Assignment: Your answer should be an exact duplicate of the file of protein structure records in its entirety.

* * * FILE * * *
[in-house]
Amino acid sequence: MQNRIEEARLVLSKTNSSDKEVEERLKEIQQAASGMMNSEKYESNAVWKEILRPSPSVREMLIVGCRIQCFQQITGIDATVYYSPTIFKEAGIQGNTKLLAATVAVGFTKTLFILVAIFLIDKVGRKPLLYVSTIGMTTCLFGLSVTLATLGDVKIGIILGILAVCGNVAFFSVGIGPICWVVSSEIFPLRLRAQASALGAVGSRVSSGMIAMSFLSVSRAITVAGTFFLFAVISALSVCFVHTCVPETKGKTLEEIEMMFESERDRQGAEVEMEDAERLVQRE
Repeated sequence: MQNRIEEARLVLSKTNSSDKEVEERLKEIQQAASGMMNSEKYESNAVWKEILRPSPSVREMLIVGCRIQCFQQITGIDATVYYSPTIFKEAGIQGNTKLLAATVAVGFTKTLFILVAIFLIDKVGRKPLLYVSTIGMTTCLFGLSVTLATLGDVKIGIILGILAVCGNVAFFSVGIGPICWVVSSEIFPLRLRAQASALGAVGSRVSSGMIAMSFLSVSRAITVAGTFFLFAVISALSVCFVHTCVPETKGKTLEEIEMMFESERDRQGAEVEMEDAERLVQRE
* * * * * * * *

[in-house]
Amino acid sequence: MQNRIEEARLVLSKTNSSDKEVEERLKEIQQAASGMMNSEKYESNAVWKEILRPSPSVREMLIVGCRIQCFQQITGIDATVYYSPTIFKEAGIQGNTKLLAATVAVGFTKTLFILVAIFLIDKVGRKPLLYVSTIGMTTCLFGLSVTLATLGDVKIGIILGILAVCGNVAFFSVGIGPICWVVSSEIFPLRLRAQASALGAVGSRVSSGMIAMSFLSVSRAITVAGTFFLFAVISALSVCFVHTCVPETKGKTLEEIEMMFESERDRQGAEVEMEDAERLVQRE
Repeated sequence: MQNRIEEARLVLSKTNSSDKEVEERLKEIQQAASGMMNSEKYESNAVWKEILRPSPSVREMLIVGCRIQCFQQITGIDATVYYSPTIFKEAGIQGNTKLLAATVAVGFTKTLFILVAIFLIDKVGRKPLLYVSTIGMTTCLFGLSVTLATLGDVKIGIILGILAVCGNVAFFSVGIGPICWVVSSEIFPLRLRAQASALGAVGSRVSSGMIAMSFLSVSRAITVAGTFFLFAVISALSVCFVHTCVPETKGKTLEEIEMMFESERDRQGAEVEMEDAERLVQRE